I hadn’t planned to write anything further about Hurricane Igor. My previous posts on the subject, and the excellent coverage in The Packet, demonstrated that the province dithered when it should have been decisive.
However, a story in yesterday’s Telegram cries out for a response. You can read the full story here: http://www.thetelegram.com/News/Local/2011-06-27/article-2614419/Minister--defends-Igor-response/1
In a story headlined “Minister defends Igor response,” Kevin O’Brien does the opposite, admitting that the province does not have an “overarching emergency management plan in place.”
“You don’t have a cookie-cutter type plan that fits every event that might happen in Newfoundland and Labrador,” the Municipal Affairs Minister said, to reporter James McLeod.
I know someone who takes issue with that. Paul Clay is the President of Seacom, a local business that specializes in emergency response analysis, planning, and training. He served for 14 years with the Armed Forces of Australia, before forming Seacom in 1994. The company has worked internationally for Chevron, ExxonMobil, Husky Energy, PEMEX (in Venezuela) and others.
I have known Paul for years, and we have worked side by side in various emergency response teams. I sent him a note, asking if he agreed with my basic assessment: that the province waited too long in not requesting assistance from the military.
“You are bang on,” he said. “The province waited far too long. The province for many years has been going through a restructuring process with regards to the Fire and Emergency Services (FES), what we still refer to sometimes as EMO (Emergency Measures Organization). Unfortunately, FES are still substantially understaffed and at the most senior levels are not looking at the bigger picture from a strategic planning point of view.”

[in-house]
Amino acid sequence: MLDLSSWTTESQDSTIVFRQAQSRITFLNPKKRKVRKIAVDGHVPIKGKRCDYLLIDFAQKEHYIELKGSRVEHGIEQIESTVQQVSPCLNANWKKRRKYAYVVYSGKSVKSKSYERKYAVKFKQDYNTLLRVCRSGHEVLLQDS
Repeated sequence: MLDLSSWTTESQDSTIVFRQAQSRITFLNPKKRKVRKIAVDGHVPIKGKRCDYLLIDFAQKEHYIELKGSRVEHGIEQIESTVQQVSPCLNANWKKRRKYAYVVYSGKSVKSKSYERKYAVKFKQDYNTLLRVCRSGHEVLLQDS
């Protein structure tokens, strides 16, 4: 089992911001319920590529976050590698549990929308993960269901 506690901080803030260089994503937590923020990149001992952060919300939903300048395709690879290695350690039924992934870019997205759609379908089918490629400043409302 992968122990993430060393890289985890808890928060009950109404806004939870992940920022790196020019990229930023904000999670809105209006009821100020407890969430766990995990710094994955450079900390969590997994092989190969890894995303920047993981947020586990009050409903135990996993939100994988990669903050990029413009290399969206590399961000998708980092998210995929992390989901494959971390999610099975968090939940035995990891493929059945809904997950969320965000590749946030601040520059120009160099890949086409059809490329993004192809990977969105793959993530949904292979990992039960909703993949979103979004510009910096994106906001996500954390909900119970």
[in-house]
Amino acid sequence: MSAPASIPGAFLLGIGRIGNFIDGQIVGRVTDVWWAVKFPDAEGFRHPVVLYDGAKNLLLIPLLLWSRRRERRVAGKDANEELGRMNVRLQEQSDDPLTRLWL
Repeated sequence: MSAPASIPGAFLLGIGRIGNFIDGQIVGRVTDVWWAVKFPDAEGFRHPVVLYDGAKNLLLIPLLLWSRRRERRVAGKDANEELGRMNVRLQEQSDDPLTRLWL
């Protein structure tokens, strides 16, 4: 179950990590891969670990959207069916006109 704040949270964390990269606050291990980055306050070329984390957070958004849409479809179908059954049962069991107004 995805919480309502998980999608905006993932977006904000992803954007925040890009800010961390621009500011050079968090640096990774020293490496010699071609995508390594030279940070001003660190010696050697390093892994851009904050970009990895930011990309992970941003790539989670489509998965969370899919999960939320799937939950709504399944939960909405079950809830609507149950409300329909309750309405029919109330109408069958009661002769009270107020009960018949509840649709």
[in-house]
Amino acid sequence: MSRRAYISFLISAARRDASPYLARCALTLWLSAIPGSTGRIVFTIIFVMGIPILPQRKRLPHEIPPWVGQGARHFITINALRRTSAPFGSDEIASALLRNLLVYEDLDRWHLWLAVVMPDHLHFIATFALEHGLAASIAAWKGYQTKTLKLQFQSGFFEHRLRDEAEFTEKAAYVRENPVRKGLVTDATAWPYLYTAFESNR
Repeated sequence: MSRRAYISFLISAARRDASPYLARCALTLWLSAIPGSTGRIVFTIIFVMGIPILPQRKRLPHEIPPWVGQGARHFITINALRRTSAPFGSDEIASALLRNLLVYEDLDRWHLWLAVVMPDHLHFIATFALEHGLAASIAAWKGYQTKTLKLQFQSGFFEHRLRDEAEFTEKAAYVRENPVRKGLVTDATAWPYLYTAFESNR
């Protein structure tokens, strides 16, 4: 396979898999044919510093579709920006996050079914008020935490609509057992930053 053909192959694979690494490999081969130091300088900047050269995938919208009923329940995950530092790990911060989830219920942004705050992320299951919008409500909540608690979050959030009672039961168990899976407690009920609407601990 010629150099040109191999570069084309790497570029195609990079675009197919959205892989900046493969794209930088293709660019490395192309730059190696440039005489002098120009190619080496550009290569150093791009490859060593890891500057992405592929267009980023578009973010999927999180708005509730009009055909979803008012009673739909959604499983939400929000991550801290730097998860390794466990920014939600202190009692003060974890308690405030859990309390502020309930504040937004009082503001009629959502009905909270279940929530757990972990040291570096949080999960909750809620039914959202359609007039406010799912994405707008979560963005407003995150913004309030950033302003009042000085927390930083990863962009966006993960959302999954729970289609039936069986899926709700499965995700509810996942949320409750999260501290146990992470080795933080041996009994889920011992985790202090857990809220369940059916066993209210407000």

Clay says much of the energy and budget at FES is directed toward processing personal house claims, resulting from floods and other disasters.
“There are few people, if any, left to plan, train and exercise for major provincial events such as those that occurred in Igor," Clay said. "In many ways it is great that the province has become strong politically, but strength in the presence of arrogance (which is what the province showed during Igor) is an enormous weakness and, as a result, Igor bit us in the ass because we were not ready. We need more people at Fire and Emergency Services–NL, more money dedicated to provincial emergency preparedness, a well defined provincial Emergency Response Plan (do we even have one?), more training and exercising, a well designed provincial Emergency Operations Centre with all the latest technologies, and most importantly a clear command and control infrastructure that demonstrates who is actually in charge of what. I believe command and control – or a lack of a clearly defined structure – caused major problems in Igor.”
The Telegram article quotes an anonymous source within Public Safety Canada, who defends the province’s post-Igor response.
“It's easy to be an armchair quarterback long after the disaster has passed,” the official told The Telegram. “The military works best when they have a specific task to perform. They need to be given very specific orders.”
Um, yeah. Okay. And how difficult is it to identify, say, three communities out of 90 without electricity or road links, and send the military there, just to get the ball rolling? They could have prioritized where to send the help while the ship was on its way, with a full deployment plan ready the moment it arrived. To say anything else is balderdash, and an insult to the intelligence of the people who suffered through the aftermath of Igor.
Anyway, it’s your serve, Minister O'Brien.